IO, the Phoenix-based data center provider best known for its modular data center containers, is going to be split into two companies. One, called IO, will continue operating as a data center provider, while the other, called BaseLayer, will be a technology vendor, selling data center containers and data center infrastructure management software IO.OS.
The split will allow each of the companies to better focus on its core competency, said George Slessman, the company’s current CEO who will continue as CEO of the new IO after it is separated. He expects the separation process to be complete in the first quarter of 2015.
Management made the decision to split the company in the summer, when they decided not to pursue an IPO, he explained. IO filed for a public offering in September 2013. But the company decided against it because of softness in the high-tech stock market. “We were not satisfied with economics of the transaction,” Slessman said.
IO the Colo Company Will Stay the Course
IO will be a BaseLayer customer and continue to develop and operate data centers and provide both containerized and traditional raised-floor data center space. The company has large facilities in Phoenix, nearby Scottsdale, Edison, New Jersey, and Singapore, as well as a smaller data center in Ohio. A Slough, U.K., facility is in the works.
IO has a beta Infrastructure-as-a-Service offering for its colocation customers. The cloud is built using Open Compute hardware and OpenStack software.
It is not an Internet-facing cloud, as the company is not trying to compete with the large public clouds like Microsoft Azure or Amazon Web Services, Slessman said. The first full general release of the product with availability zones in Phoenix and Edison is slated for mid-January.
BaseLayer to Flex Engineering Muscle
IO’s current CTO William Slessman (George Slessman’s brother) will be CEO of BaseLayer. The company will focus on engineering, development, and production of data center containers and DCIM software.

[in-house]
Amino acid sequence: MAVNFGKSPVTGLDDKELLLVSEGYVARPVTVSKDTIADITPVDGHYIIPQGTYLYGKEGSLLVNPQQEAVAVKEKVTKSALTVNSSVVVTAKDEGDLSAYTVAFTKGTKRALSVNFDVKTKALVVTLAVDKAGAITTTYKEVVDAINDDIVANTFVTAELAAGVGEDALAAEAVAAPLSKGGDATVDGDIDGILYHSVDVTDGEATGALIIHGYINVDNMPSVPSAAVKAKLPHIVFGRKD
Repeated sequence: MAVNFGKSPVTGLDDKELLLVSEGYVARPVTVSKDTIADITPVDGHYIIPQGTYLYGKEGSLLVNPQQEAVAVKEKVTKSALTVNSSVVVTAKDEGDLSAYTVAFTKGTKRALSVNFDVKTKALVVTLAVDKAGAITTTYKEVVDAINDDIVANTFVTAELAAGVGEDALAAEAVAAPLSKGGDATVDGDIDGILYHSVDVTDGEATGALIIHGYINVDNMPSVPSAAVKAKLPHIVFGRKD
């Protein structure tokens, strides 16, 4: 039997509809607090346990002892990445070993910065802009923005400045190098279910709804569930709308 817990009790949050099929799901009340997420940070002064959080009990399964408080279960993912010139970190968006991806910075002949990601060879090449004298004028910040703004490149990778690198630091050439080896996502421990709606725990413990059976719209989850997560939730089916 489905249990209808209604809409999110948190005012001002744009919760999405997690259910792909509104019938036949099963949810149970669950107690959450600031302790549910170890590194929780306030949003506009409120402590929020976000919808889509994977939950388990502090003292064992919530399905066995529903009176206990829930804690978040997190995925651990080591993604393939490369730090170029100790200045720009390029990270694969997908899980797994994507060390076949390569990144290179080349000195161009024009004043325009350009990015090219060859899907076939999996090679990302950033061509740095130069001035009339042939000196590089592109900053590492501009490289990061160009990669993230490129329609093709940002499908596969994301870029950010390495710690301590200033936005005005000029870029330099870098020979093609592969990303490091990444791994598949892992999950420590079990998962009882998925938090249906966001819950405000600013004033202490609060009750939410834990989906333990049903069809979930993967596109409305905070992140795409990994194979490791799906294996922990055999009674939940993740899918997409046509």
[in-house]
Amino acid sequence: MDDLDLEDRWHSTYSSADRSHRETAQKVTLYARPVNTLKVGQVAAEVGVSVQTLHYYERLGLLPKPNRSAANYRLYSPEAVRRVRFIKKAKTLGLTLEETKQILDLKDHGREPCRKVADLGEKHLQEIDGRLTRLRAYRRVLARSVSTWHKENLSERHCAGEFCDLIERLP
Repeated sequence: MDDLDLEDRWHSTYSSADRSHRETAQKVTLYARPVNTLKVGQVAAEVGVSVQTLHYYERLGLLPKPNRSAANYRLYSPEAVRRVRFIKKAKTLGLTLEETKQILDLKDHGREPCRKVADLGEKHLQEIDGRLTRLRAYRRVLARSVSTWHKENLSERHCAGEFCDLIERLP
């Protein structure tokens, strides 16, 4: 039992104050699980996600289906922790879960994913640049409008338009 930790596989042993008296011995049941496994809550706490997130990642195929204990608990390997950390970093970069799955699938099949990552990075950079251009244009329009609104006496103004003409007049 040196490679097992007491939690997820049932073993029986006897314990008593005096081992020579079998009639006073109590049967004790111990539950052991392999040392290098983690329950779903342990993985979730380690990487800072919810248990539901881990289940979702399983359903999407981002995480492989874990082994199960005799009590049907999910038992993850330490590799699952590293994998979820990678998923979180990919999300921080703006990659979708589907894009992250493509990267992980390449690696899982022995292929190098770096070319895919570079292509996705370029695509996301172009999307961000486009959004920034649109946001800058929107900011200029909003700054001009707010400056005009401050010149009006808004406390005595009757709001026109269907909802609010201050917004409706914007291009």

It has data center modules for installation inside warehouses – the ones IO has been leasing space in – and “edge” modules, which can be installed outdoors in a location of the customer’s choice.
BaseLayer will be headquartered at the campus where IO’s current container factory is. That is where the company produces its modular data center containers before they are shipped to one of its warehouses or other customer locations.
Two High-Growth Companies
According to George Slessman, if you were to look at IO’s growth separately from assets that will become BaseLayer, the company has grown at an average of 50 percent per year since its inception in 2007. For BaseLayer, the average growth rate has been around 100 percent since 2012, he said.
The company’s leadership hopes that separately, the two firms will see accelerated growth.
Without mentioning specific numbers, Slessman said IO was a “nine-figure business,” and BaseLayer was expected to become a “nine-figure business” coming out of 2015.
IO to Focus on Expanding in Asia
The post-separation IO will focus on expanding in Asia. The company has been experiencing faster rate of take-up in its Singapore facility than it has seen anywhere else, Slessman said.
Within the region, IO is planning to aim primarily at India and China. The latter is an especially attractive market.
“The center of the Internet moved to China when Alibaba went public,” Slessman said, referring to September’s float by the Chinese Internet giant, which according to Reuters was the biggest IPO in history. He himself plans to relocate to Singapore in January.
Asia already has the largest number of Internet users in the world. It has the highest population but only about 35 percent Internet penetration rate, according to Internet World Stats. Growth in Internet penetration in Asia has grown at about 1,100 percent annually since 2000.